Unfortunately I really don’t know anything about Elizabeth’s disappearance. The 41-year-old woman was last seen in Montross, Virginia on August 24, 1994. That’s all I know. Wikipedia says that Montross is the county seat of Westmoreland County, but it’s really tiny; the population was 315 people in the last census. It’s in northeastern Virginia, right near the coast.

If anyone can give me some more information about Elizabeth Acton’s case I’d be most grateful.

Muttergrumble, etc.

Yeah, so I was writing up the Runaway Of The Day and discovered that she is quite active on social media; her Facebook page, for example, says she was at a KFC in Niagara Falls (on the Canadian side) yesterday, and she was complaining about the wait there. So I called the NCMEC hotline to tell them this (they’re actually in my cell phone contacts), only to be told that the girl had been recovered ages ago.

Well, she’s still on their database, and I wasted some time writing up a casefile for a girl who’s not missing. At least I caught the error before POSTING said casefile.

And speaking of the NCMEC, what the heck’s up with Shimeaka Gibson? Her NCMEC poster mentions that she wears wigs but inexplicably fails to bring up the fact that she wears them because she’s completely bald, having lost her hair because of lupus. They don’t even have a “may be in need of medical attention” thing on her poster. I had to find out the baldness and lupus things from NamUs. But they’re awfully important details if you ask me. Baldness in a teenage girl is a major distinguishing characteristic, and lupus is a serious disease that can kill you.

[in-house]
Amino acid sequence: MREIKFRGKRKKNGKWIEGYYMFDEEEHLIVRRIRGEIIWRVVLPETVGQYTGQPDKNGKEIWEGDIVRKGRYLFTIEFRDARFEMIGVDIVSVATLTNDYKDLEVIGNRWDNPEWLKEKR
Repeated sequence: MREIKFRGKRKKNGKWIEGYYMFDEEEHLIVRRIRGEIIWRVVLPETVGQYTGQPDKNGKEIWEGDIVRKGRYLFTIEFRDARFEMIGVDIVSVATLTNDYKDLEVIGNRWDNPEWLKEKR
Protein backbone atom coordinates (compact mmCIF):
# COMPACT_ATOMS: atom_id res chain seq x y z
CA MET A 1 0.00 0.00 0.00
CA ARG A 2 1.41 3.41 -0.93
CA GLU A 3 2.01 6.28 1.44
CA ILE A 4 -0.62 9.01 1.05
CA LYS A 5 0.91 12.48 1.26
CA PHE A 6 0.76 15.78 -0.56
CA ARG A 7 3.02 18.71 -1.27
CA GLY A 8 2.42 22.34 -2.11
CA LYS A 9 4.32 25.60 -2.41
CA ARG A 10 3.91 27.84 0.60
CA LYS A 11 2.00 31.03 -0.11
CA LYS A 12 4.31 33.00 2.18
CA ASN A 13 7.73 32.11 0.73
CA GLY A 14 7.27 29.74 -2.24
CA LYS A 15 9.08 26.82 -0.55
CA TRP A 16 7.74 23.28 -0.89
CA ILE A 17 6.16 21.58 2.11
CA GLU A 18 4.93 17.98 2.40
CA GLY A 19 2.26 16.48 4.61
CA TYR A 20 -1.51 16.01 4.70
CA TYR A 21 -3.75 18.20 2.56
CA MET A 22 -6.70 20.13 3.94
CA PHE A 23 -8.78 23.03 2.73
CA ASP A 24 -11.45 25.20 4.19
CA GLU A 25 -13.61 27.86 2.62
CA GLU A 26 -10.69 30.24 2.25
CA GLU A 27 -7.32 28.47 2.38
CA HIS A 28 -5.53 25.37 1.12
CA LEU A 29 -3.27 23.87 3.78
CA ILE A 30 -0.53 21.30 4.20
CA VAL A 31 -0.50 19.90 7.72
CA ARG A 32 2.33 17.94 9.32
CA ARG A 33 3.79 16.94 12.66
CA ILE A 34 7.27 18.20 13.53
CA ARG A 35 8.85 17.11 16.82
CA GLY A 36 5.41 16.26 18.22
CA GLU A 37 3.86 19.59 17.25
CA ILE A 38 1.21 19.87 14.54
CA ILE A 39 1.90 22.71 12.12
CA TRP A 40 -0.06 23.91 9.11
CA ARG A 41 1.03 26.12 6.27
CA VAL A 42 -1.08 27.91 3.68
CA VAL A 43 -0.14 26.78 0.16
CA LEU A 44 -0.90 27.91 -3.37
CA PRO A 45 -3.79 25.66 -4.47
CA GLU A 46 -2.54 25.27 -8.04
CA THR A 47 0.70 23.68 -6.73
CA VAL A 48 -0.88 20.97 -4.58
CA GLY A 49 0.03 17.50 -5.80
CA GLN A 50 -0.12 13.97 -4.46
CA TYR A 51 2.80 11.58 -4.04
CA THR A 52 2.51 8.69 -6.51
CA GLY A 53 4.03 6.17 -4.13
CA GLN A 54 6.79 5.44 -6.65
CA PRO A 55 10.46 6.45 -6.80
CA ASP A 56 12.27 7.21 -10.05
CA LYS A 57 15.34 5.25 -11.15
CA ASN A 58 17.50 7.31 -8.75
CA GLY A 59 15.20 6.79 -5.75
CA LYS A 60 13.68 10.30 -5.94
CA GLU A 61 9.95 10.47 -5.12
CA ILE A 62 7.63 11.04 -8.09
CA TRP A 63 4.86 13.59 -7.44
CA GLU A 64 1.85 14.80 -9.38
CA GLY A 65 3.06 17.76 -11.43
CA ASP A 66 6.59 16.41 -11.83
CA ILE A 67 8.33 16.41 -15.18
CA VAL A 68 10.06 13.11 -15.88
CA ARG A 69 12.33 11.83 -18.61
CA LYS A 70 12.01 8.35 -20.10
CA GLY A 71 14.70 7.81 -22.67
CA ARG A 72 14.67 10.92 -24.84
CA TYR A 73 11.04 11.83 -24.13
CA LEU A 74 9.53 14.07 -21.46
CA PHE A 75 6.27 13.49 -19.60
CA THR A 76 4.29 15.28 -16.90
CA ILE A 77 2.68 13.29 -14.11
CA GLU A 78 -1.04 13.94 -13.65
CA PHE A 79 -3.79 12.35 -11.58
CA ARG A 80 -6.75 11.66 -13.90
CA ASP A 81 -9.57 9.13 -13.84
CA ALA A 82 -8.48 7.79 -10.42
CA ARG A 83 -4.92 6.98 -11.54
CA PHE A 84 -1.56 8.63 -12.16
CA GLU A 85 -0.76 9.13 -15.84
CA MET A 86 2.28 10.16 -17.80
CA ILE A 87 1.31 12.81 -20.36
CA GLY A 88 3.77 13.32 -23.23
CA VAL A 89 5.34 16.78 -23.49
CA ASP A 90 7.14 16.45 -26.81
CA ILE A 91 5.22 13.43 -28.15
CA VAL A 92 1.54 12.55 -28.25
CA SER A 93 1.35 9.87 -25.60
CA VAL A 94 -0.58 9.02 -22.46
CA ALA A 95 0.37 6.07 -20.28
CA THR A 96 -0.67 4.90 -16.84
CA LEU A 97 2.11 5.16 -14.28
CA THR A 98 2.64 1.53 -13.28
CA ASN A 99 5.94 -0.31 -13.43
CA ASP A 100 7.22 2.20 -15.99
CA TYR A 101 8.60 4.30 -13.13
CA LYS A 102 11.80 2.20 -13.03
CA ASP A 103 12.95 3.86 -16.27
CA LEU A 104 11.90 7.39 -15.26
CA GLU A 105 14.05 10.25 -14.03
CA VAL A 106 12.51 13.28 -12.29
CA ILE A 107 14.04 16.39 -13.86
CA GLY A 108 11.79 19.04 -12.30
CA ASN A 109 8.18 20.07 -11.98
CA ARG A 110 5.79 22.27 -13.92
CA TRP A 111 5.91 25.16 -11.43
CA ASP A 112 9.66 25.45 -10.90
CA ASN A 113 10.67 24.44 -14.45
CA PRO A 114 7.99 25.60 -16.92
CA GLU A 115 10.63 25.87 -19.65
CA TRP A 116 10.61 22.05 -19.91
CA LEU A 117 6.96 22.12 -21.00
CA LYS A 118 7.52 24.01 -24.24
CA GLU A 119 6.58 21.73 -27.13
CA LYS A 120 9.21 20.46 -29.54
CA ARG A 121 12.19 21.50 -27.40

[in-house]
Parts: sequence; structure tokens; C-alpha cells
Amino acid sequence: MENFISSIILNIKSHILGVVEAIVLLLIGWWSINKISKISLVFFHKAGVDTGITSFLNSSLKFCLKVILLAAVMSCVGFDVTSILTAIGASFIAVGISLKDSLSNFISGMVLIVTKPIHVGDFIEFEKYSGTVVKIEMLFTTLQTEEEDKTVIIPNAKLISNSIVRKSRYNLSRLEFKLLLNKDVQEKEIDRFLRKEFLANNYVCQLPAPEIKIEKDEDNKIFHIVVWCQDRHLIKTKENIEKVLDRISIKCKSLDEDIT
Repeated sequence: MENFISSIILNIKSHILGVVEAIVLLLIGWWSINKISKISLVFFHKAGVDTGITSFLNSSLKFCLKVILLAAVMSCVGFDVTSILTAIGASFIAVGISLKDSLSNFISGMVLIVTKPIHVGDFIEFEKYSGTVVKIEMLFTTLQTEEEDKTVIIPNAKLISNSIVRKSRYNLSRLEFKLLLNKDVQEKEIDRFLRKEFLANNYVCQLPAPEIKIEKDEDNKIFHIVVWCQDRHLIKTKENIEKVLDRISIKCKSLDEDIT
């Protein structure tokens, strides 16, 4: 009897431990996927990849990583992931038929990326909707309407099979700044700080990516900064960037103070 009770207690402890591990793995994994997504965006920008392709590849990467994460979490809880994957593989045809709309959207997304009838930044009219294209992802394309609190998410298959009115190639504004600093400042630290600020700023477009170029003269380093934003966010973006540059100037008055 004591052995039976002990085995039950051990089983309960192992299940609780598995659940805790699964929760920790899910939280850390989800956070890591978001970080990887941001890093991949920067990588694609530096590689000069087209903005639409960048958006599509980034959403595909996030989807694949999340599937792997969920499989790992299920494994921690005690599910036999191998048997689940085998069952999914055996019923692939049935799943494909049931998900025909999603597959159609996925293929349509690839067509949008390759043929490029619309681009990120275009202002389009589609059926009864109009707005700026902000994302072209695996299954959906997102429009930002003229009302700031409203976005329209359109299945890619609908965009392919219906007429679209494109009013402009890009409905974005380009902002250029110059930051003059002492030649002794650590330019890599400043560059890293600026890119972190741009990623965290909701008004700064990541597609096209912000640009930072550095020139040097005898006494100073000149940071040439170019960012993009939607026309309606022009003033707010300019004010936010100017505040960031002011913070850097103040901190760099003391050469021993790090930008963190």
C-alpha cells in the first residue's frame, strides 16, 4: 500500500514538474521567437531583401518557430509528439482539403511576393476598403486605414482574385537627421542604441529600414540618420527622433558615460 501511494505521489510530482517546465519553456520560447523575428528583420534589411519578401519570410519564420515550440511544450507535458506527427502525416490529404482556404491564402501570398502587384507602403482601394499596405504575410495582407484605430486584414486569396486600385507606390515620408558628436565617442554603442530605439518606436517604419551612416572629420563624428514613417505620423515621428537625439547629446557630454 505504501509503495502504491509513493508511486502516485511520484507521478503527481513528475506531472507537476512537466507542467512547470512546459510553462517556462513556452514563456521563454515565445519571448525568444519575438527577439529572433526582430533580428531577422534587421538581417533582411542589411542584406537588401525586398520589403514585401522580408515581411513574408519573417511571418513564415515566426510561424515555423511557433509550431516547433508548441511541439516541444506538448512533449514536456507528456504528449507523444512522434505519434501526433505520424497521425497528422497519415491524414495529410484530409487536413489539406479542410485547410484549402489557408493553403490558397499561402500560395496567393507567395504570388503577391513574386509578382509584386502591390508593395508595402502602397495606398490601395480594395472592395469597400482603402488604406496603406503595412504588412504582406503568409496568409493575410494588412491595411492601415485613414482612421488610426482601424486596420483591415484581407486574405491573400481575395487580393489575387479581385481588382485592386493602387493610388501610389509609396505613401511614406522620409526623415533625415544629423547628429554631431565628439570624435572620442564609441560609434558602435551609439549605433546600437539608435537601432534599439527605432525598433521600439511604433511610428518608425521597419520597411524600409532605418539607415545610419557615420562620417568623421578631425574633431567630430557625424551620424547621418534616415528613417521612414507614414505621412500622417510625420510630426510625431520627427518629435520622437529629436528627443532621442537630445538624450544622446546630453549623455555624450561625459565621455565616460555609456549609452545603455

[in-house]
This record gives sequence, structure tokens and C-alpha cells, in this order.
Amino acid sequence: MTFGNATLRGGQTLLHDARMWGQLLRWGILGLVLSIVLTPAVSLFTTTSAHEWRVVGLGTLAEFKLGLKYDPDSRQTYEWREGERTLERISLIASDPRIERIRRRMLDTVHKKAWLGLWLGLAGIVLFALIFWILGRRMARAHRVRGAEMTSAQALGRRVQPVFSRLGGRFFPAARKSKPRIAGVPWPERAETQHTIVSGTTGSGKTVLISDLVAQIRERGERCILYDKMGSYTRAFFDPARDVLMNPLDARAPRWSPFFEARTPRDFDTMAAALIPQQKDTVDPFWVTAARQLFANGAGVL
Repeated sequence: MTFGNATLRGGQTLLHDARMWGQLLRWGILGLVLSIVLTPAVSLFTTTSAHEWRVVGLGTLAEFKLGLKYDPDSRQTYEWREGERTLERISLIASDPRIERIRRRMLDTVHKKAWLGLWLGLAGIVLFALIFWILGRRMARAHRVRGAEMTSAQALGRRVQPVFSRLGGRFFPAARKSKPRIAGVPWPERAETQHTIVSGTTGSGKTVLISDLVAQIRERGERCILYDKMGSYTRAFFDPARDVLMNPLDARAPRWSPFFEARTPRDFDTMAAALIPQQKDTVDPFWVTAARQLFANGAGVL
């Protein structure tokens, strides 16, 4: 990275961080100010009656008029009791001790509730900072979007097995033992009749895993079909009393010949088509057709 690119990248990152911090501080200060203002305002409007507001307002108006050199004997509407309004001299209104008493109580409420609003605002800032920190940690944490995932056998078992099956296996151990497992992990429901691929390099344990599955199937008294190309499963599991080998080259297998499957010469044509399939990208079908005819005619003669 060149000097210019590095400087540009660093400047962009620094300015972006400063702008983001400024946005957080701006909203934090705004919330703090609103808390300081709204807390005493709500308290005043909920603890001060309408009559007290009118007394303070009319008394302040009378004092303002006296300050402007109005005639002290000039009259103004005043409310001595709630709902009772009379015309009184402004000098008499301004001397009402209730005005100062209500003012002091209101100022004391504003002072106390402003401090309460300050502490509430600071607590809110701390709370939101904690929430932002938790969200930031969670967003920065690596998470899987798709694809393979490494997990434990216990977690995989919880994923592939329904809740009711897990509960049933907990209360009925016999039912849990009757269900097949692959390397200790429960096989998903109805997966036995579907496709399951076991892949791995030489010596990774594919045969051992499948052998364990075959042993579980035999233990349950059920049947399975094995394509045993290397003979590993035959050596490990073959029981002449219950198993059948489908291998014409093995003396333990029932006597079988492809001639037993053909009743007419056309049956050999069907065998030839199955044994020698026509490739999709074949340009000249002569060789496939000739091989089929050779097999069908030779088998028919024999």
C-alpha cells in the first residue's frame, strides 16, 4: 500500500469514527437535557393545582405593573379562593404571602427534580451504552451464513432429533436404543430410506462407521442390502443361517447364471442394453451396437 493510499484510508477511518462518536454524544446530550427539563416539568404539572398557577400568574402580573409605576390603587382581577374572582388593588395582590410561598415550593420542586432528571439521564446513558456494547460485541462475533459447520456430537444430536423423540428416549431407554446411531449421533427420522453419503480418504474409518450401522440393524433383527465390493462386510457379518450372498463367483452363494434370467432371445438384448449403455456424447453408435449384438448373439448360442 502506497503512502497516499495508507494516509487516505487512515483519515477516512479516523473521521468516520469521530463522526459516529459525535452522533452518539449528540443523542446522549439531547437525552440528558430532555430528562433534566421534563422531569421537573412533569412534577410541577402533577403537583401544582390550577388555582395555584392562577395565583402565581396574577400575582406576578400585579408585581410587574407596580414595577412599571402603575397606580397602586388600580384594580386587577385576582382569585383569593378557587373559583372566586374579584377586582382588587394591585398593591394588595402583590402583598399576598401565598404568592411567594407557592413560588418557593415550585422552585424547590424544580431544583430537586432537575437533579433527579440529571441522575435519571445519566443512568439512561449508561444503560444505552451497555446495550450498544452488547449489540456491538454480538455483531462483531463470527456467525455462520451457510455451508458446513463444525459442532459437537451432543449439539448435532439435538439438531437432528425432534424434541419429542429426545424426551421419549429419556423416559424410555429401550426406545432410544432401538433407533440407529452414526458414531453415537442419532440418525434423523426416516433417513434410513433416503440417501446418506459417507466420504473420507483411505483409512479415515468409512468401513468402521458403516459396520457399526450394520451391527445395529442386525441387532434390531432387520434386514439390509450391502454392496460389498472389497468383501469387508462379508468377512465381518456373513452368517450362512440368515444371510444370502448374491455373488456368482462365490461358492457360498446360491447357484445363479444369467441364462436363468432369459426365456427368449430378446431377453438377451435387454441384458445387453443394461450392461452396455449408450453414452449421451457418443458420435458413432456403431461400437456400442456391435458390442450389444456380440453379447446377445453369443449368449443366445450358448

Sigh.

Let’s talk about it: Yuan Xia Wang

This week’s “let’s talk about it” case is Yuan Xia Wang, a young Chinese girl who disappeared from Lincolnia, Virginia on October 21, 1998. I was just getting interested in missing persons at that time and I remember seeing her NCMEC poster right after she disappeared and wondering about it. Like most of their posters, it said very little, and it was years before I learned the details of her disappearance.

Yuan was smuggled into the country by a Thai man, using someone else’s genuine Thai passport. According to this Washington Post article, the immigration and customs people caught them after someone at the airport realized she didn’t speak Thai, and her smuggler was arrested.

Usually, Chinese immigrants who get smuggled into the U.S. are sent “to restaurants or brothels where they are held in virtual servitude to pay off huge smuggling fees.” Yuan’s case was somewhat unusual in that her passage was paid for in advance.

She said she was twelve, but the authorities doubted it and so do I. I was five feet even at that age, about middling height for the girls in my class at school, and I think Chinese people tend to be smaller than Americans. Yuan was five feet six. They thought she could have been as old as fifteen. I don’t know what reason she would have had to lie; perhaps she felt she would be better treated if they thought she was younger.

Yuan was sent to a foster home. Her foster family welcomed her as best they could, but they didn’t speak Mandarin, and she was the only Mandarin-speaking student at her new school. If I were her I’d have been desperately lonely. She vanished without a trace six weeks later — significantly, perhaps, on a day she had a doctor’s appointment.

They’re not sure what happened to her. The most obvious suggestions are that she either ran away or got picked up (voluntarily or otherwise) by someone, like a relative or someone involved in the smuggling, in order to avoid deportation. (The U.S. authorities hadn’t decided what to do with her yet; she could have been either deported or allowed to stay.) I suppose it’s possible she could have been abducted for reasons having nothing to do with her immigration status, as well.

Other than a lead placing her in Kansas City in 2008, there hasn’t been any sign of her in almost twenty years.

Let’s talk about it.